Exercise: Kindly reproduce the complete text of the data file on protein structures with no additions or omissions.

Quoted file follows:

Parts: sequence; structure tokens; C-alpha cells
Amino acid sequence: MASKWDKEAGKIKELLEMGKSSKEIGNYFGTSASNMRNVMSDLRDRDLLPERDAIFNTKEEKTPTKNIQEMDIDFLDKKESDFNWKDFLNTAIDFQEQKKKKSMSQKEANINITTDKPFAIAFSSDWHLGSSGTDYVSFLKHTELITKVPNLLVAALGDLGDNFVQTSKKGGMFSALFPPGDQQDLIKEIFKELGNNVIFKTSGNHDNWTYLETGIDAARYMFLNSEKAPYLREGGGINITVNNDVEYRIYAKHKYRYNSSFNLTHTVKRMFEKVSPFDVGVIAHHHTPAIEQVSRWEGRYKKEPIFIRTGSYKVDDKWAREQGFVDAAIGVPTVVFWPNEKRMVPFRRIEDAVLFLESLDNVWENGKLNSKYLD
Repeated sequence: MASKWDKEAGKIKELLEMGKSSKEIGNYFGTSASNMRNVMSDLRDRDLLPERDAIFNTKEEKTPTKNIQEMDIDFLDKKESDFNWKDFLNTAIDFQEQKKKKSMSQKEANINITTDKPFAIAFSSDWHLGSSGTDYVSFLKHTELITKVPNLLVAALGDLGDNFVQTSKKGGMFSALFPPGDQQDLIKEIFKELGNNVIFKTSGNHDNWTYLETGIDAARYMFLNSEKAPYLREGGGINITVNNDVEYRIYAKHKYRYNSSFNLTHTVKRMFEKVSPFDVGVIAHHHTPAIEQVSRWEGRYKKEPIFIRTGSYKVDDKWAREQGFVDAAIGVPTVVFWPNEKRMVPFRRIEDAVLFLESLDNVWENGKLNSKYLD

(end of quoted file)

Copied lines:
Parts: sequence; structure tokens; C-alpha cells
Amino acid sequence: MASKWDKEAGKIKELLEMGKSSKEIGNYFGTSASNMRNVMSDLRDRDLLPERDAIFNTKEEKTPTKNIQEMDIDFLDKKESDFNWKDFLNTAIDFQEQKKKKSMSQKEANINITTDKPFAIAFSSDWHLGSSGTDYVSFLKHTELITKVPNLLVAALGDLGDNFVQTSKKGGMFSALFPPGDQQDLIKEIFKELGNNVIFKTSGNHDNWTYLETGIDAARYMFLNSEKAPYLREGGGINITVNNDVEYRIYAKHKYRYNSSFNLTHTVKRMFEKVSPFDVGVIAHHHTPAIEQVSRWEGRYKKEPIFIRTGSYKVDDKWAREQGFVDAAIGVPTVVFWPNEKRMVPFRRIEDAVLFLESLDNVWENGKLNSKYLD
Repeated sequence: MASKWDKEAGKIKELLEMGKSSKEIGNYFGTSASNMRNVMSDLRDRDLLPERDAIFNTKEEKTPTKNIQEMDIDFLDKKESDFNWKDFLNTAIDFQEQKKKKSMSQKEANINITTDKPFAIAFSSDWHLGSSGTDYVSFLKHTELITKVPNLLVAALGDLGDNFVQTSKKGGMFSALFPPGDQQDLIKEIFKELGNNVIFKTSGNHDNWTYLETGIDAARYMFLNSEKAPYLREGGGINITVNNDVEYRIYAKHKYRYNSSFNLTHTVKRMFEKVSPFDVGVIAHHHTPAIEQVSRWEGRYKKEPIFIRTGSYKVDDKWAREQGFVDAAIGVPTVVFWPNEKRMVPFRRIEDAVLFLESLDNVWENGKLNSKYLD